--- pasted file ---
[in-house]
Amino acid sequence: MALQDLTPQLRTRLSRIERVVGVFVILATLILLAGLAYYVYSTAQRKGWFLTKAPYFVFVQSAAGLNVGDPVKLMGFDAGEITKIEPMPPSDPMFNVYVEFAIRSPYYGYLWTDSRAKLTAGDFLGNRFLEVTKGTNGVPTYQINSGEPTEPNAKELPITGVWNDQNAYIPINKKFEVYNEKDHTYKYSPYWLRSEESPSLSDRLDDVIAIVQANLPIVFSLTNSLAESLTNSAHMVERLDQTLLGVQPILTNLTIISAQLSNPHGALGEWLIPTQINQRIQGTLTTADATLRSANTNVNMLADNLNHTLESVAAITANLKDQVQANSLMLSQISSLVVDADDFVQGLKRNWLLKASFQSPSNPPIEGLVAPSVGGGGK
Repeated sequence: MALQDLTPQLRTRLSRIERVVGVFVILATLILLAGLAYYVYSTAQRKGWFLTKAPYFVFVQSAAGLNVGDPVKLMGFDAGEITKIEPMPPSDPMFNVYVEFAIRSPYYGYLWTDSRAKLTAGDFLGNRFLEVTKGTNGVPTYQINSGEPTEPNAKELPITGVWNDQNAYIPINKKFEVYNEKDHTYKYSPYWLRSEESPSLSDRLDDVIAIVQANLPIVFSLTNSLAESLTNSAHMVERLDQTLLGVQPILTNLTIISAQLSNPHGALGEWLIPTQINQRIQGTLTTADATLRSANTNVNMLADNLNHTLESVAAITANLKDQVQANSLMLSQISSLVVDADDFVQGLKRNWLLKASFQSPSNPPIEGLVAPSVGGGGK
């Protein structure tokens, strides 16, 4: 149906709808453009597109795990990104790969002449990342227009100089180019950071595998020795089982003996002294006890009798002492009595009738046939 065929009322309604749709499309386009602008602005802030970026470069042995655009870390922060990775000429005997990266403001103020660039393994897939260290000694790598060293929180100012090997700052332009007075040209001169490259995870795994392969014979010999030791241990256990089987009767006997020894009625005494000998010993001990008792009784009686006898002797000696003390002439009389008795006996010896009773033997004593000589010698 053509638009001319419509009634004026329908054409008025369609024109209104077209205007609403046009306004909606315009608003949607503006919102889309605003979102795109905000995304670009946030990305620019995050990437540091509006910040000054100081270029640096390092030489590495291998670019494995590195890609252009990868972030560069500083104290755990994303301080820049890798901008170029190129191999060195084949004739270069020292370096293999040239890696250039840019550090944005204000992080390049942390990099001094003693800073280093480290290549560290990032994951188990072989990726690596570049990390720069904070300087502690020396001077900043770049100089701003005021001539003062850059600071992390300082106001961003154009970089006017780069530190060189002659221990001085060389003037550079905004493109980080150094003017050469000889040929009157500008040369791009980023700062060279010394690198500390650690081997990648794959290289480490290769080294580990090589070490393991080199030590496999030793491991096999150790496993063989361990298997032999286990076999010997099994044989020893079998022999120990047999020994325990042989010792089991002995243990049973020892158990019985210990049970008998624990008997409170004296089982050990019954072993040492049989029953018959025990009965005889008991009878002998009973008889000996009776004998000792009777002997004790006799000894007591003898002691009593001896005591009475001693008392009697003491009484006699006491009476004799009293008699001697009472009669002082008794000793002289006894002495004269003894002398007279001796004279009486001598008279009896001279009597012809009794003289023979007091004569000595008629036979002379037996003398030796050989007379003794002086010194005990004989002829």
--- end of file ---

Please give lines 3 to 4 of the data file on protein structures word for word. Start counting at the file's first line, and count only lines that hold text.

Repeated sequence: MALQDLTPQLRTRLSRIERVVGVFVILATLILLAGLAYYVYSTAQRKGWFLTKAPYFVFVQSAAGLNVGDPVKLMGFDAGEITKIEPMPPSDPMFNVYVEFAIRSPYYGYLWTDSRAKLTAGDFLGNRFLEVTKGTNGVPTYQINSGEPTEPNAKELPITGVWNDQNAYIPINKKFEVYNEKDHTYKYSPYWLRSEESPSLSDRLDDVIAIVQANLPIVFSLTNSLAESLTNSAHMVERLDQTLLGVQPILTNLTIISAQLSNPHGALGEWLIPTQINQRIQGTLTTADATLRSANTNVNMLADNLNHTLESVAAITANLKDQVQANSLMLSQISSLVVDADDFVQGLKRNWLLKASFQSPSNPPIEGLVAPSVGGGGK
């Protein structure tokens, strides 16, 4: 149906709808453009597109795990990104790969002449990342227009100089180019950071595998020795089982003996002294006890009798002492009595009738046939 065929009322309604749709499309386009602008602005802030970026470069042995655009870390922060990775000429005997990266403001103020660039393994897939260290000694790598060293929180100012090997700052332009007075040209001169490259995870795994392969014979010999030791241990256990089987009767006997020894009625005494000998010993001990008792009784009686006898002797000696003390002439009389008795006996010896009773033997004593000589010698 053509638009001319419509009634004026329908054409008025369609024109209104077209205007609403046009306004909606315009608003949607503006919102889309605003979102795109905000995304670009946030990305620019995050990437540091509006910040000054100081270029640096390092030489590495291998670019494995590195890609252009990868972030560069500083104290755990994303301080820049890798901008170029190129191999060195084949004739270069020292370096293999040239890696250039840019550090944005204000992080390049942390990099001094003693800073280093480290290549560290990032994951188990072989990726690596570049990390720069904070300087502690020396001077900043770049100089701003005021001539003062850059600071992390300082106001961003154009970089006017780069530190060189002659221990001085060389003037550079905004493109980080150094003017050469000889040929009157500008040369791009980023700062060279010394690198500390650690081997990648794959290289480490290769080294580990090589070490393991080199030590496999030793491991096999150790496993063989361990298997032999286990076999010997099994044989020893079998022999120990047999020994325990042989010792089991002995243990049973020892158990019985210990049970008998624990008997409170004296089982050990019954072993040492049989029953018959025990009965005889008991009878002998009973008889000996009776004998000792009777002997004790006799000894007591003898002691009593001896005591009475001693008392009697003491009484006699006491009476004799009293008699001697009472009669002082008794000793002289006894002495004269003894002398007279001796004279009486001598008279009896001279009597012809009794003289023979007091004569000595008629036979002379037996003398030796050989007379003794002086010194005990004989002829």